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In order to pass the contents of one file to another we can, for example:

cat ~/temp_minhakey.pub >> ~/.ssh/authorized_keys

Let's say, we need to append more content to authorized_keys, but we don't want to overwrite it.

Should we use cat again for the next keys ? Or should we flag with something specific ?

Thanks in advance.

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2 Answers 2

up vote 8 down vote accepted
cat ~/temp_minhakey.pub >> ~/.ssh/authorized_keys

appends the contents of ~/temp_minhakey.pub to ~/.ssh/authorized_keys, it does not overwrite it. This is safe.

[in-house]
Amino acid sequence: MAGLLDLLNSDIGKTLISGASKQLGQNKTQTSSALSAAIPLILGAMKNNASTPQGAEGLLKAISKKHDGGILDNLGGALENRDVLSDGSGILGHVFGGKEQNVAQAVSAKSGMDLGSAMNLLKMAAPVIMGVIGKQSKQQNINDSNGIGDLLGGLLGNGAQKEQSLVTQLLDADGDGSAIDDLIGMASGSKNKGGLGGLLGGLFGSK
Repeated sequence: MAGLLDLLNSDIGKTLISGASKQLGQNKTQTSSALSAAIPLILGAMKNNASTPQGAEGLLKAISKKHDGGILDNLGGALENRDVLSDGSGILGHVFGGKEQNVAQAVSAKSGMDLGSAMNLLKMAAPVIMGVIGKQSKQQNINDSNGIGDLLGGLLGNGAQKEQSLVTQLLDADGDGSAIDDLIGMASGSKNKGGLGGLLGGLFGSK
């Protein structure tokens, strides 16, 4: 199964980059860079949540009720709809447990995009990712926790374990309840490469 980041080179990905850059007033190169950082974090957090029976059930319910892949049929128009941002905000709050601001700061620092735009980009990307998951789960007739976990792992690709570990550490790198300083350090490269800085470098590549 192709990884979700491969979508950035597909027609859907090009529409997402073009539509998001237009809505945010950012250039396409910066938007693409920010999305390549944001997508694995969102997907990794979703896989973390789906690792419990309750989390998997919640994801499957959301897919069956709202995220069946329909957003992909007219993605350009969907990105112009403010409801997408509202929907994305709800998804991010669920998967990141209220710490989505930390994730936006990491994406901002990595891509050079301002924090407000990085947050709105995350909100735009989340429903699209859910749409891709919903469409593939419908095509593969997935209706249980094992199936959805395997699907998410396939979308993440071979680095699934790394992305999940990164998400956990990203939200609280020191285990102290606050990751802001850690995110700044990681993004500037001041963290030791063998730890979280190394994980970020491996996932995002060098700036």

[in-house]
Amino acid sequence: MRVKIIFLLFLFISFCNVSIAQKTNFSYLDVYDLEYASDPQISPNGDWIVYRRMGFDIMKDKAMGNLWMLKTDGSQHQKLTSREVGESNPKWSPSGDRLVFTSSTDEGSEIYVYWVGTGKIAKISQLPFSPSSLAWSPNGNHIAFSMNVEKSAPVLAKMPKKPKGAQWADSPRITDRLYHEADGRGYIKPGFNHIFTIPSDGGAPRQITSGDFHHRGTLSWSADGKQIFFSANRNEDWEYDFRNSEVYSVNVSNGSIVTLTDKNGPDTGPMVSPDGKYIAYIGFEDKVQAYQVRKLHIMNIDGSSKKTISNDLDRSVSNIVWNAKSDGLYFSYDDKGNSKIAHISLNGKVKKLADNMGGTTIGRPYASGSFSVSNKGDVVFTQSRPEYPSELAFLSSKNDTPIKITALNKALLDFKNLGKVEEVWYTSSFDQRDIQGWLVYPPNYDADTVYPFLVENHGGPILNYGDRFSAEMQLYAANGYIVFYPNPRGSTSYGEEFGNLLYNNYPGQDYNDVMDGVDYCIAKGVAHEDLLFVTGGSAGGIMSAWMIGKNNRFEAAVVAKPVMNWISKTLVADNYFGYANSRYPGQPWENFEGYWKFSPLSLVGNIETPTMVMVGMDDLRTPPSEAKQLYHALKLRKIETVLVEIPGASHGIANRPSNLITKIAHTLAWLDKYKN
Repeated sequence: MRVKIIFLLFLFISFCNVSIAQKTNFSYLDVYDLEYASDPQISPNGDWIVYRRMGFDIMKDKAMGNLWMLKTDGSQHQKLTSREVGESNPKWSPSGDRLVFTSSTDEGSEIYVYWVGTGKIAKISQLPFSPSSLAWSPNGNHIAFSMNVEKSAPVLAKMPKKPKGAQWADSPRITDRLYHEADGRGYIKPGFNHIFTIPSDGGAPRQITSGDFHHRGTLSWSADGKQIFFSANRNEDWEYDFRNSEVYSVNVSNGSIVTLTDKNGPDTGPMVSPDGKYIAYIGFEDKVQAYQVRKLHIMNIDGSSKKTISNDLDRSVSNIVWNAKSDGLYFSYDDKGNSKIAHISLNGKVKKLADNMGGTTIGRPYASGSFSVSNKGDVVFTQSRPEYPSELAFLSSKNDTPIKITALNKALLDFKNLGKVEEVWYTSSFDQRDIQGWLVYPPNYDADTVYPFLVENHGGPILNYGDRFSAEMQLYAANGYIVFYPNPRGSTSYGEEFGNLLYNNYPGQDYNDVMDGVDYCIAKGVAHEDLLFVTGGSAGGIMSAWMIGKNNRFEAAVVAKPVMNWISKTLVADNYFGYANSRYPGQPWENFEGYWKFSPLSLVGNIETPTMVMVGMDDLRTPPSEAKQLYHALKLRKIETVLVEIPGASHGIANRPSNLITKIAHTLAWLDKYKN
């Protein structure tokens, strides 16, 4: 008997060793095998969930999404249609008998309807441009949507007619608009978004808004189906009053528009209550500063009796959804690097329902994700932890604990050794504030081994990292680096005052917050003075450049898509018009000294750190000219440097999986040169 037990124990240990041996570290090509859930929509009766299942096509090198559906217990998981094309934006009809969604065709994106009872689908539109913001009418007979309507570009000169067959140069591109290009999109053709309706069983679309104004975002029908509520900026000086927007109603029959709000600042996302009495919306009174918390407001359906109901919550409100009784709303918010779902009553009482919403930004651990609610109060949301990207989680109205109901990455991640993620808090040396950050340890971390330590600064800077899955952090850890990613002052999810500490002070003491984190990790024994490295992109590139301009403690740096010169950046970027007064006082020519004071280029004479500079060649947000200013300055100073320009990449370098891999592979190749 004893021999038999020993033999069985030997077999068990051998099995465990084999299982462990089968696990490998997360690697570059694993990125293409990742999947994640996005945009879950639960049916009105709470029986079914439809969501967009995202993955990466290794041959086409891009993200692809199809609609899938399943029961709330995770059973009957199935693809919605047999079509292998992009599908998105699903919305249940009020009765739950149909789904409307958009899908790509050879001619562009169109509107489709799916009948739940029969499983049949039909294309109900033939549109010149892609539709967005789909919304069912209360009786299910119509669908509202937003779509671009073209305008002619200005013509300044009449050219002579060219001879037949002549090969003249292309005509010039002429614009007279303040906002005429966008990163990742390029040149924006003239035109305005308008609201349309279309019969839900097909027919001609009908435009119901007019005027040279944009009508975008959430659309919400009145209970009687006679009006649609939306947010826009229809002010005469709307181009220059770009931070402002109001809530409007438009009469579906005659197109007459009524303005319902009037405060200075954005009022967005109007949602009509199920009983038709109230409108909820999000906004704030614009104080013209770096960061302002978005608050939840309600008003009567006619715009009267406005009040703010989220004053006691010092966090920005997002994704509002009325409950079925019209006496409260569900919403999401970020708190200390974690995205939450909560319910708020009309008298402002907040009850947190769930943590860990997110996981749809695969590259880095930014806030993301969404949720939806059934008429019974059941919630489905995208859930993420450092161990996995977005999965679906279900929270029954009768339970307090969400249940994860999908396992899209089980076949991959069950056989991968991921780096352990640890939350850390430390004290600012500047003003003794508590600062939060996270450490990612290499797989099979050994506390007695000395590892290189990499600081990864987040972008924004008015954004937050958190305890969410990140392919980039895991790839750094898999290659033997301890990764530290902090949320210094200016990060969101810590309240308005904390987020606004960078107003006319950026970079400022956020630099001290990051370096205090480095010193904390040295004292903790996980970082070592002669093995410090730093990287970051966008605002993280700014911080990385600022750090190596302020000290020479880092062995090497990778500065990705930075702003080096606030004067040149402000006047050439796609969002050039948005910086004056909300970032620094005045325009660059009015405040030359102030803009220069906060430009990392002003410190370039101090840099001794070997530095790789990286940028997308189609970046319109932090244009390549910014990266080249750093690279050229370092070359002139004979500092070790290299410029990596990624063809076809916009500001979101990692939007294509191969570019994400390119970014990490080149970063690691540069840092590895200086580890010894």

You might be confused with a single > which overwrites the file. The next command will overwrite your authorized_keys file:

cat somefile > ~/.ssh/authorized_keys
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The last part of that command has nothing to do with cat; the >> is a shell redirect that will always append to whatever target file you are specifying. If you used > instead, then it would overwrite the file.

There are several other shell redirects, and you will be more productive on a command line if you learn what they all are and when to use them:

http://www.gnu.org/software/bash/manual/bashref.html#Redirections

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